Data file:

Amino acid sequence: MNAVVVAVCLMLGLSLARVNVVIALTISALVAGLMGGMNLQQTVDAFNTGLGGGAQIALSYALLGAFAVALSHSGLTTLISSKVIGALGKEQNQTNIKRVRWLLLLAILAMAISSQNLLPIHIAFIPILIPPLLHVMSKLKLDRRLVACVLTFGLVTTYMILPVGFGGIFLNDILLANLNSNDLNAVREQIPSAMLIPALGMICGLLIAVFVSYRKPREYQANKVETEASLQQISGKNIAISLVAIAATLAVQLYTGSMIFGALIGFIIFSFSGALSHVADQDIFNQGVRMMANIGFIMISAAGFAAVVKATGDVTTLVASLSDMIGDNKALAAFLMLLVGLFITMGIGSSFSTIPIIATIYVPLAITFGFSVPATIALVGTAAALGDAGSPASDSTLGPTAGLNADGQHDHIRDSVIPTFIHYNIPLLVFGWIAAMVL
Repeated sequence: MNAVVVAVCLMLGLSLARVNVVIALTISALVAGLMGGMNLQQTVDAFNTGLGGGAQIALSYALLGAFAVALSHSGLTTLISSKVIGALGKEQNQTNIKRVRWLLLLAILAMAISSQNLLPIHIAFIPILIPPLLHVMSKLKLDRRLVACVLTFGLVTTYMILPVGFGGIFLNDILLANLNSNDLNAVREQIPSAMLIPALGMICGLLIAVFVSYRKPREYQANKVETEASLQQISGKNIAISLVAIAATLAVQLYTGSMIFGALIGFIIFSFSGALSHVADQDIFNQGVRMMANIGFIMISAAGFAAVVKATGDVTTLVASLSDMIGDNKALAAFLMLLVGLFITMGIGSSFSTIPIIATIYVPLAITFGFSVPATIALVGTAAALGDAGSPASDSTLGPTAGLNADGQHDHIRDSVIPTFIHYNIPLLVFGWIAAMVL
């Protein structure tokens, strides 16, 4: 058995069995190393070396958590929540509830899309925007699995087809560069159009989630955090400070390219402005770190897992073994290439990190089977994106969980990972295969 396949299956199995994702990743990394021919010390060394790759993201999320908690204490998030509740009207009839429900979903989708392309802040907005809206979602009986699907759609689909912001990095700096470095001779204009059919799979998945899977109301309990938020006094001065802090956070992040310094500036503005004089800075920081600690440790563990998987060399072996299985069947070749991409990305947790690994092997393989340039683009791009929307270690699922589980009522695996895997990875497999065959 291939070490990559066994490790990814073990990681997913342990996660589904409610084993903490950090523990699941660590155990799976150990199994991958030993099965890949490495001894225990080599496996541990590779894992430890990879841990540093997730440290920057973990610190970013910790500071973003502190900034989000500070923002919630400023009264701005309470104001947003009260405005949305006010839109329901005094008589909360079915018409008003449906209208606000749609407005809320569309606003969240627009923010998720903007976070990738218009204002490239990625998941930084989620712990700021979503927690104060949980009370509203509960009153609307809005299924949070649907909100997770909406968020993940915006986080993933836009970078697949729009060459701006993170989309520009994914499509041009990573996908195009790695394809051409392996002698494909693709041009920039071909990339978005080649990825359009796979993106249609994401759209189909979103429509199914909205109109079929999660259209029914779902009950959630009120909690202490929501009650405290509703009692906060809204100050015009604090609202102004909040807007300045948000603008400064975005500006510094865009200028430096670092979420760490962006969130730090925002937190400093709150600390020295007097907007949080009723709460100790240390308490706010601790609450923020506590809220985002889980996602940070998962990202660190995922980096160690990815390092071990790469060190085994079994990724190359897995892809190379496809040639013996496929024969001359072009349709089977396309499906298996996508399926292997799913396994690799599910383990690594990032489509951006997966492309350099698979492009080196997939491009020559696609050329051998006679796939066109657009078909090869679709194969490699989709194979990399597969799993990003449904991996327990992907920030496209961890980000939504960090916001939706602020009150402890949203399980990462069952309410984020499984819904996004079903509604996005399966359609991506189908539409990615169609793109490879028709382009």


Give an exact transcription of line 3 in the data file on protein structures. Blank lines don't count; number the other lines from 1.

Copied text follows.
């Protein structure tokens, strides 16, 4: 058995069995190393070396958590929540509830899309925007699995087809560069159009989630955090400070390219402005770190897992073994290439990190089977994106969980990972295969 396949299956199995994702990743990394021919010390060394790759993201999320908690204490998030509740009207009839429900979903989708392309802040907005809206979602009986699907759609689909912001990095700096470095001779204009059919799979998945899977109301309990938020006094001065802090956070992040310094500036503005004089800075920081600690440790563990998987060399072996299985069947070749991409990305947790690994092997393989340039683009791009929307270690699922589980009522695996895997990875497999065959 291939070490990559066994490790990814073990990681997913342990996660589904409610084993903490950090523990699941660590155990799976150990199994991958030993099965890949490495001894225990080599496996541990590779894992430890990879841990540093997730440290920057973990610190970013910790500071973003502190900034989000500070923002919630400023009264701005309470104001947003009260405005949305006010839109329901005094008589909360079915018409008003449906209208606000749609407005809320569309606003969240627009923010998720903007976070990738218009204002490239990625998941930084989620712990700021979503927690104060949980009370509203509960009153609307809005299924949070649907909100997770909406968020993940915006986080993933836009970078697949729009060459701006993170989309520009994914499509041009990573996908195009790695394809051409392996002698494909693709041009920039071909990339978005080649990825359009796979993106249609994401759209189909979103429509199914909205109109079929999660259209029914779902009950959630009120909690202490929501009650405290509703009692906060809204100050015009604090609202102004909040807007300045948000603008400064975005500006510094865009200028430096670092979420760490962006969130730090925002937190400093709150600390020295007097907007949080009723709460100790240390308490706010601790609450923020506590809220985002889980996602940070998962990202660190995922980096160690990815390092071990790469060190085994079994990724190359897995892809190379496809040639013996496929024969001359072009349709089977396309499906298996996508399926292997799913396994690799599910383990690594990032489509951006997966492309350099698979492009080196997939491009020559696609050329051998006679796939066109657009078909090869679709194969490699989709194979990399597969799993990003449904991996327990992907920030496209961890980000939504960090916001939706602020009150402890949203399980990462069952309410984020499984819904996004079903509604996005399966359609991506189908539409990615169609793109490879028709382009």